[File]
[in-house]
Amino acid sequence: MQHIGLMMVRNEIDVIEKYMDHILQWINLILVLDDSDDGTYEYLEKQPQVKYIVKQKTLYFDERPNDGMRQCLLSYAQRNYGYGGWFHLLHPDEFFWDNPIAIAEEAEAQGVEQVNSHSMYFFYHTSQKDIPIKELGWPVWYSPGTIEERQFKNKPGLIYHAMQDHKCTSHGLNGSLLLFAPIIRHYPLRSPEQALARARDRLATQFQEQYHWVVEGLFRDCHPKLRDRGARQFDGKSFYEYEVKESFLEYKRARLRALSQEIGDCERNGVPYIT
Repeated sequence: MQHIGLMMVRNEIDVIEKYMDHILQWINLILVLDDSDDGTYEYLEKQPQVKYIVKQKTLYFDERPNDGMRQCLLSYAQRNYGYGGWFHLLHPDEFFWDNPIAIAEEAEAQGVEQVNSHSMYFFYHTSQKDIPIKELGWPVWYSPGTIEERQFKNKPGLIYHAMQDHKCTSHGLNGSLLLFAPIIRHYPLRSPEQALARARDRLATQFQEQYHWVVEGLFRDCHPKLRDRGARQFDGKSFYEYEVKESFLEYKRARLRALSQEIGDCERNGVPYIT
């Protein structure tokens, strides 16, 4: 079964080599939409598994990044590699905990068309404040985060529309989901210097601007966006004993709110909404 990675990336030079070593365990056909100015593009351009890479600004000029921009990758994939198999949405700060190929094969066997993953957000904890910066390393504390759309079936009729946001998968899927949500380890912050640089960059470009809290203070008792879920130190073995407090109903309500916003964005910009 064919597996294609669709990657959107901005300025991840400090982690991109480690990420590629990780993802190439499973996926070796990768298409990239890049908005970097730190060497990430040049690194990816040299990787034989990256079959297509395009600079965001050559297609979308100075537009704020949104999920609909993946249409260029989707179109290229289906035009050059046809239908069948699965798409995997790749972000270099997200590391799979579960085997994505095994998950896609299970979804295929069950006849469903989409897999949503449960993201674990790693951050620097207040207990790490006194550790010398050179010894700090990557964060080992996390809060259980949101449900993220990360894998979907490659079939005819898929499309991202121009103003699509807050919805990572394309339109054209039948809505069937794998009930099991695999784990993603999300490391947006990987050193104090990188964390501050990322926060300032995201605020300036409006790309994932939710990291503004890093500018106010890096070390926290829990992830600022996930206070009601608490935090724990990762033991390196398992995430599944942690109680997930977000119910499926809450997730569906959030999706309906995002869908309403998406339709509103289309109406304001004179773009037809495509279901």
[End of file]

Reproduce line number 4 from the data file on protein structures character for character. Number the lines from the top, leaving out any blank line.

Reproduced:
């Protein structure tokens, strides 16, 4: 079964080599939409598994990044590699905990068309404040985060529309989901210097601007966006004993709110909404 990675990336030079070593365990056909100015593009351009890479600004000029921009990758994939198999949405700060190929094969066997993953957000904890910066390393504390759309079936009729946001998968899927949500380890912050640089960059470009809290203070008792879920130190073995407090109903309500916003964005910009 064919597996294609669709990657959107901005300025991840400090982690991109480690990420590629990780993802190439499973996926070796990768298409990239890049908005970097730190060497990430040049690194990816040299990787034989990256079959297509395009600079965001050559297609979308100075537009704020949104999920609909993946249409260029989707179109290229289906035009050059046809239908069948699965798409995997790749972000270099997200590391799979579960085997994505095994998950896609299970979804295929069950006849469903989409897999949503449960993201674990790693951050620097207040207990790490006194550790010398050179010894700090990557964060080992996390809060259980949101449900993220990360894998979907490659079939005819898929499309991202121009103003699509807050919805990572394309339109054209039948809505069937794998009930099991695999784990993603999300490391947006990987050193104090990188964390501050990322926060300032995201605020300036409006790309994932939710990291503004890093500018106010890096070390926290829990992830600022996930206070009601608490935090724990990762033991390196398992995430599944942690109680997930977000119910499926809450997730569906959030999706309906995002869908309403998406339709509103289309109406304001004179773009037809495509279901």